Social Security and Stock Market Risk
January 16, 2003
The major Social Security reform plans would allow younger workers to put some of their payroll taxes in personal accounts that would be invested in stocks and bonds. The accounts earn a compounded rate of return over the worker's life and supply a portion of his retirement benefit.
While the market is volatile on a daily or annual basis, over longer periods the market trends upward. A worker saving for retirement will typically invest for more than 35 years. Using data from the Center for Research in Security Prices at the University of Chicago, we can calculate the return on $1 invested each month plus reinvested earnings for any 35-year period:
- The average annual real rate of return over each of the 35-year periods ending between 1961 and 2002 was 7.3 percent after inflation. (See Figure I.)
- The lowest earning 35-year period, which ended in 1982, gained an average of 3.6 percent per year.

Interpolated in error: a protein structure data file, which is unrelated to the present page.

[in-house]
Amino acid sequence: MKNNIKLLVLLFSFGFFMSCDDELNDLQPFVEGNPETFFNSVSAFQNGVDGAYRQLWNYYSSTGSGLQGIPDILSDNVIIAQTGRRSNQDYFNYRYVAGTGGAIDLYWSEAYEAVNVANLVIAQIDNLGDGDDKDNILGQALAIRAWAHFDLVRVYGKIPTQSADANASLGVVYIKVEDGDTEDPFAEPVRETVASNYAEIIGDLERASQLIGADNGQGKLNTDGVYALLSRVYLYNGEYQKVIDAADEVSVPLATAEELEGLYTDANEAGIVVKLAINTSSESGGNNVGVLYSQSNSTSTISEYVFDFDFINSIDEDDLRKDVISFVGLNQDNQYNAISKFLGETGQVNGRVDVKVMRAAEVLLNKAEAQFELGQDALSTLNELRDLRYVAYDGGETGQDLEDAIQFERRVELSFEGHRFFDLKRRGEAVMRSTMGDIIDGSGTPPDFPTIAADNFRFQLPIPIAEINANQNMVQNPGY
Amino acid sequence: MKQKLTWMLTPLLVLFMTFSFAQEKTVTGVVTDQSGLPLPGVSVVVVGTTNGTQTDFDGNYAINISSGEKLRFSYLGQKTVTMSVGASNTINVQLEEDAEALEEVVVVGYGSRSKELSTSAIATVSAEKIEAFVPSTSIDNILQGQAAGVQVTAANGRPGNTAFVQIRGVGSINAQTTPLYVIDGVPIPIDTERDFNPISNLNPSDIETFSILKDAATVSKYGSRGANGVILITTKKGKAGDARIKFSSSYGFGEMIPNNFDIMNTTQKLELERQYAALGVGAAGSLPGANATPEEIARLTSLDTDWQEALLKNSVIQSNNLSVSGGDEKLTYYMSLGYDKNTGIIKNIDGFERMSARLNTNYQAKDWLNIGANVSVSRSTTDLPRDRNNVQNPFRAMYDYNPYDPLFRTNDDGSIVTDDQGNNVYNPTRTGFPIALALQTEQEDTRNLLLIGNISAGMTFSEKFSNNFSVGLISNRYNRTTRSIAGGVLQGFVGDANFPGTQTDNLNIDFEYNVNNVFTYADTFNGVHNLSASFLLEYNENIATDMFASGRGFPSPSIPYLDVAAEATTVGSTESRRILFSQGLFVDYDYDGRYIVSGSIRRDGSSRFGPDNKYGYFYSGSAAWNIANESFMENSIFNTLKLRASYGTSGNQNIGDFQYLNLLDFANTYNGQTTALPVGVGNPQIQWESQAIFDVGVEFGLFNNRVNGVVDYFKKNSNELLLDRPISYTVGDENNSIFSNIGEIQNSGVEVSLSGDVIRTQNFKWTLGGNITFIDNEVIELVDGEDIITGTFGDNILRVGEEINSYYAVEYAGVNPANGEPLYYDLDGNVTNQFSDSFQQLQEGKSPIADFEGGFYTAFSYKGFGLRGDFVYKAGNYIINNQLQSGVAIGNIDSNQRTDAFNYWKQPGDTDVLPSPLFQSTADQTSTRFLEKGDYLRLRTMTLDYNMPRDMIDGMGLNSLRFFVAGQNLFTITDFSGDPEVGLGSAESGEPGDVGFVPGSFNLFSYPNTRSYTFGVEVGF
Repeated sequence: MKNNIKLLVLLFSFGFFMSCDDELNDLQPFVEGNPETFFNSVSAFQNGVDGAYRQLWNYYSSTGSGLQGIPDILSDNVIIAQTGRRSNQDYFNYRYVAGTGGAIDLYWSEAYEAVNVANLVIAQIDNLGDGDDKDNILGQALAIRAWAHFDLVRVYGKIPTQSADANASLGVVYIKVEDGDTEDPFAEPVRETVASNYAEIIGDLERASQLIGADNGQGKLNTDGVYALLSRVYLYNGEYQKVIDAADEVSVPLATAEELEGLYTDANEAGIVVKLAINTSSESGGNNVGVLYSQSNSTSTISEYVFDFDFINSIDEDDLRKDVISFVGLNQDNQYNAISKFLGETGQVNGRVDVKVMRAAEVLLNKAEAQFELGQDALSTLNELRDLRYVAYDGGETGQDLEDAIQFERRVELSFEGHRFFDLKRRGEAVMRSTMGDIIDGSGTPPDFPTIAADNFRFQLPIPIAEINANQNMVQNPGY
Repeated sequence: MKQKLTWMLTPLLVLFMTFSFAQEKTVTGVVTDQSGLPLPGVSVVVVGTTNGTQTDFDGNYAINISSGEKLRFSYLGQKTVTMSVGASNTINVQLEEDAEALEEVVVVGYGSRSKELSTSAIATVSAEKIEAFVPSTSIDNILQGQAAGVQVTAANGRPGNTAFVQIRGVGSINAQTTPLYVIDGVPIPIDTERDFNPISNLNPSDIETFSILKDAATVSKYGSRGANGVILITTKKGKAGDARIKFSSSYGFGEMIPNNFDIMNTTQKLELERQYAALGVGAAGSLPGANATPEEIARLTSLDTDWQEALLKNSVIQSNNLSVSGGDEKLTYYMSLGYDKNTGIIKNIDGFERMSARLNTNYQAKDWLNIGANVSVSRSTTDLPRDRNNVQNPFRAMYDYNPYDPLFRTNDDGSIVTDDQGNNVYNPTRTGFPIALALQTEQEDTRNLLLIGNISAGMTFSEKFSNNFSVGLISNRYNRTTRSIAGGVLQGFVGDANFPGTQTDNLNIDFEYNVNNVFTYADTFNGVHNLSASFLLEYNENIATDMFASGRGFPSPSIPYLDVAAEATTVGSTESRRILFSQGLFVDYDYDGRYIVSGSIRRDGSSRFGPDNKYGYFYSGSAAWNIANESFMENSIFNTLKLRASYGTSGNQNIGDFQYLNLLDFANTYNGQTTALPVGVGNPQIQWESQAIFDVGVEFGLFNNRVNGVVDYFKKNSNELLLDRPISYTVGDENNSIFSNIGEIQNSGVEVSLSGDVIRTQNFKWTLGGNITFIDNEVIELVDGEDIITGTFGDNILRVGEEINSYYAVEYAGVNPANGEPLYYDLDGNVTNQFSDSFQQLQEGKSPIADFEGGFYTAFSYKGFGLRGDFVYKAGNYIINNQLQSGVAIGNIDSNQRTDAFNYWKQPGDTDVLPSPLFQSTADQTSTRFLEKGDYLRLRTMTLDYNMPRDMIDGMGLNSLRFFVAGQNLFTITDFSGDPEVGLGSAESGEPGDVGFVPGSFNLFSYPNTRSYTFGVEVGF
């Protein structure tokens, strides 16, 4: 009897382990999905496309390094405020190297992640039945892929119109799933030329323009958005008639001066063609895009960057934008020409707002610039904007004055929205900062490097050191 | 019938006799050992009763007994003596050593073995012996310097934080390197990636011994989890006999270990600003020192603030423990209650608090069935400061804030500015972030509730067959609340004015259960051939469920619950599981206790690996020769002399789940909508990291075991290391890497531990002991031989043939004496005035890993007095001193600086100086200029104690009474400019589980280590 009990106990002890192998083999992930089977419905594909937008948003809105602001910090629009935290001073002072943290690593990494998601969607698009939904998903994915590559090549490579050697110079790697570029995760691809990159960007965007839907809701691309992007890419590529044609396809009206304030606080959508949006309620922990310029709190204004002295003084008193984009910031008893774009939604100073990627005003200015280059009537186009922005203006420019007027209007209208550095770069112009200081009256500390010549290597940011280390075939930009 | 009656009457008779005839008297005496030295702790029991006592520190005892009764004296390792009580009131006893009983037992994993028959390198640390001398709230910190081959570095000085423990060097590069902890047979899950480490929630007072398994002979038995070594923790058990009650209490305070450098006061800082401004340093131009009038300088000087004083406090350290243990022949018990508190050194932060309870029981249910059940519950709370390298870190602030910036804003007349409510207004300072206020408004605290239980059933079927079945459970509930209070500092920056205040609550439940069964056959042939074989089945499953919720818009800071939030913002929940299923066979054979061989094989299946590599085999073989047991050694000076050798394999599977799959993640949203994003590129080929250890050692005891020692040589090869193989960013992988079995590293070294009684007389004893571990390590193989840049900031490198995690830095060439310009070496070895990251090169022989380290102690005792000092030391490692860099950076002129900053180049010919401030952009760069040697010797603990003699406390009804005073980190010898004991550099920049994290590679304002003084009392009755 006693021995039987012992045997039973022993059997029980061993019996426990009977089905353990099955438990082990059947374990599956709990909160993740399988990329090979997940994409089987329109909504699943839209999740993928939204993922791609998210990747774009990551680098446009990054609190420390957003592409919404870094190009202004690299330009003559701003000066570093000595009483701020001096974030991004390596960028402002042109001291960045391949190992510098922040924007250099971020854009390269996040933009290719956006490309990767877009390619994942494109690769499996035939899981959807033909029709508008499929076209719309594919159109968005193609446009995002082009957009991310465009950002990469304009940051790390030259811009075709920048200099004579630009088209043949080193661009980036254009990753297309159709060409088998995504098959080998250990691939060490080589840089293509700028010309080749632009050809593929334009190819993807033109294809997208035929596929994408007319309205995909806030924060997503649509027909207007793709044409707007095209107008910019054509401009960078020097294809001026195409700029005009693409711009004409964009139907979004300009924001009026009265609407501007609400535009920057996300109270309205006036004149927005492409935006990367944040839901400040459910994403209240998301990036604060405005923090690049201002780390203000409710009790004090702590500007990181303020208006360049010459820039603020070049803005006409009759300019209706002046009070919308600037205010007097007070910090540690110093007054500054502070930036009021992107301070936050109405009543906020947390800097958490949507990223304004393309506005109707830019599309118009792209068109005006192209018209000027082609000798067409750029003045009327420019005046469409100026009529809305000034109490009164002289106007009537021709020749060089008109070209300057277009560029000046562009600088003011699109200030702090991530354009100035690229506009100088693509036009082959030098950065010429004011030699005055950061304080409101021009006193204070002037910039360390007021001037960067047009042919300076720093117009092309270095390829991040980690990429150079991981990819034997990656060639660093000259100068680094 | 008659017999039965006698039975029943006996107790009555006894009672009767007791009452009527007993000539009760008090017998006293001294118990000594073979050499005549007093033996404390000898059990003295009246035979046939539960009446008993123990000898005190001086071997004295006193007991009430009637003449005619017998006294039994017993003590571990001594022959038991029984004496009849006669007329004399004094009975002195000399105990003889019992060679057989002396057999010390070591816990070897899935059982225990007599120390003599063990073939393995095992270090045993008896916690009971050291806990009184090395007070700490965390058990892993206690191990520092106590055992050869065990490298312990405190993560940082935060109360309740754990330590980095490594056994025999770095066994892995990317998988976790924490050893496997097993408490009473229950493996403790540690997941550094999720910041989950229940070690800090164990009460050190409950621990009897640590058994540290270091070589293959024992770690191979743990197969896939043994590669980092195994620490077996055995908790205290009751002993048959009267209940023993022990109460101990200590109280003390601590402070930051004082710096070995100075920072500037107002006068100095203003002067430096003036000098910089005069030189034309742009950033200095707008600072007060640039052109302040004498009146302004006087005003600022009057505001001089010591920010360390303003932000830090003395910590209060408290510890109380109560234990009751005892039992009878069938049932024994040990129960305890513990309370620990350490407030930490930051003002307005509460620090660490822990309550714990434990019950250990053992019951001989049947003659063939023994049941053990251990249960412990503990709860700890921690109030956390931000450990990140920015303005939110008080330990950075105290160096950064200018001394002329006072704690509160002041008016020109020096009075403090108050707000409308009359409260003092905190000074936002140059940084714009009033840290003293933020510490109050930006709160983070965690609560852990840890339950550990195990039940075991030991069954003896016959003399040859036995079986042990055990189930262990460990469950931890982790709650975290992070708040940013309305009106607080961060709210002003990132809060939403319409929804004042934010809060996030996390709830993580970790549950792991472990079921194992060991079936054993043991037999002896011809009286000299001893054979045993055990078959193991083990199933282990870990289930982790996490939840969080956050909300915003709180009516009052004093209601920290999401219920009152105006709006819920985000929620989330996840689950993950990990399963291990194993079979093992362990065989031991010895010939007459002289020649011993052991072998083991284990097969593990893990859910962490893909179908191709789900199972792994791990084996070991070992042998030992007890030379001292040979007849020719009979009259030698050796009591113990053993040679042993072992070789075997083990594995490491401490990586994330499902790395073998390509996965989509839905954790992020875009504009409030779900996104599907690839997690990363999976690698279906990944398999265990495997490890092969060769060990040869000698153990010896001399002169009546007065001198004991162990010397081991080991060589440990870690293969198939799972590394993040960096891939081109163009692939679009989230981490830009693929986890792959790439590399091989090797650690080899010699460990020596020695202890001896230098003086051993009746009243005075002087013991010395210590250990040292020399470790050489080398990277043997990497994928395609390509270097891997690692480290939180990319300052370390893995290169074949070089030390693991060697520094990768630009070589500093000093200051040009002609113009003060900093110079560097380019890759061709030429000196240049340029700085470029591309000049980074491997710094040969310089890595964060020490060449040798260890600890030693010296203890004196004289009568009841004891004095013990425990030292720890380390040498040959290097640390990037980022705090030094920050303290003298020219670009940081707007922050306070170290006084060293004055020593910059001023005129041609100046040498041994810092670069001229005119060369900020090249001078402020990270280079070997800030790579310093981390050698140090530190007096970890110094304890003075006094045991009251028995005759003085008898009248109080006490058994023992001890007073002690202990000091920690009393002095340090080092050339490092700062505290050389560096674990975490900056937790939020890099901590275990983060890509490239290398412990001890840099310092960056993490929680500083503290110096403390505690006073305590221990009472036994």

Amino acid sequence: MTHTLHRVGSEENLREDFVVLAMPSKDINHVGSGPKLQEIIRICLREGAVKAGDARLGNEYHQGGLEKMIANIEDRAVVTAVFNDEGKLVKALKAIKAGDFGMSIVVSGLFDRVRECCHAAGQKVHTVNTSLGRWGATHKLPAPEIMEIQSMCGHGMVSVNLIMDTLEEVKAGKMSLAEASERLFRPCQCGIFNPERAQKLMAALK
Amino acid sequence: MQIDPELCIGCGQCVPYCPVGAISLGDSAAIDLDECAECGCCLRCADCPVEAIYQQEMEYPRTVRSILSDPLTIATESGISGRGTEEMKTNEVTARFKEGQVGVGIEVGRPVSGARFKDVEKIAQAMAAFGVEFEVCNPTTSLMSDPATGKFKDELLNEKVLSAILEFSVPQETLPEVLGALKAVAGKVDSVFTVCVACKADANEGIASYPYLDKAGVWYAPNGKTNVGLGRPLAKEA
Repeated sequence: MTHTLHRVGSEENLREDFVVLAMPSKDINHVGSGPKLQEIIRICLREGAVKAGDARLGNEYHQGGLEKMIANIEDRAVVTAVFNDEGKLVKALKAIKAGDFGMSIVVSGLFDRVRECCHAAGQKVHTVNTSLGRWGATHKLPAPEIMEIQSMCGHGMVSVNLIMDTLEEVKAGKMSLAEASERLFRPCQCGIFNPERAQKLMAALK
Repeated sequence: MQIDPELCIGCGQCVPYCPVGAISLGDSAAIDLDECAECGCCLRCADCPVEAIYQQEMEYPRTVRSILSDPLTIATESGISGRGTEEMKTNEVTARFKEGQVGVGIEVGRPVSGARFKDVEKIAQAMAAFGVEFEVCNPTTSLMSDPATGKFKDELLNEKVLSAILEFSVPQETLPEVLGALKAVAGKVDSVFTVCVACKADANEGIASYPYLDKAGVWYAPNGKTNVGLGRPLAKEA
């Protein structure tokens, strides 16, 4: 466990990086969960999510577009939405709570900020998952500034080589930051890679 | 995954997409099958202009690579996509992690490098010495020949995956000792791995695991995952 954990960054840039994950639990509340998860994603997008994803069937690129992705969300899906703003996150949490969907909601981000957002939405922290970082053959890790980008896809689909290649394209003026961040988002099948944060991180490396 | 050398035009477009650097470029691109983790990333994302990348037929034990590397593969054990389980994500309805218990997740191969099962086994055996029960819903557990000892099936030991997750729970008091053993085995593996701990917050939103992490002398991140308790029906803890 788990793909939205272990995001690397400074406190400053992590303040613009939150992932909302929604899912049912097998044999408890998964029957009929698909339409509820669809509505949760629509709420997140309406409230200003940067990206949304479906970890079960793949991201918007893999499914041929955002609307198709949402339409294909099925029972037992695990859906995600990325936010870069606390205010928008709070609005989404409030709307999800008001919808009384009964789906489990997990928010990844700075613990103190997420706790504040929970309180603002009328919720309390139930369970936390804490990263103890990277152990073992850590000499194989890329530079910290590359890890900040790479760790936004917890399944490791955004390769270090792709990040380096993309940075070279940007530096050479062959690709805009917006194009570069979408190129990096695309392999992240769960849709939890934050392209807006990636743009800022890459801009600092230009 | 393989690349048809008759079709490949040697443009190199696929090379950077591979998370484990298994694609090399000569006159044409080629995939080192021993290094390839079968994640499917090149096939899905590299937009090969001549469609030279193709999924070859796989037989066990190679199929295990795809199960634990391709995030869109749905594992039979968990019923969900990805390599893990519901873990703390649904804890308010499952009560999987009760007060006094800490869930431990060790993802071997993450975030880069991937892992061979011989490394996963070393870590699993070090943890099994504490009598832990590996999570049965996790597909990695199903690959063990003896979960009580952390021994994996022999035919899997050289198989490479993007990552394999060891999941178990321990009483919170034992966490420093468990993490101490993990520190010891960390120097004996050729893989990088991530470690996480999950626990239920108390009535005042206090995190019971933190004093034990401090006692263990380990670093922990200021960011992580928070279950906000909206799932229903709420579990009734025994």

- There were positive gains in every 35-year period and each outperformed what Social Security will pay in return for workers' payroll taxes.
Over the lowest-earning 35-year period in history, the market's average annual rate of return was 2.7 percent per year. Even workers retiring in a year equal to this worst-of-times scenario would receive benefits greater than the current Social Security system can afford to pay them.
Source: Matt Moore, "Social Security and Stock Market Risk," Brief Analysis No. 429, January 16, 2003, National Center for Policy Analysis.
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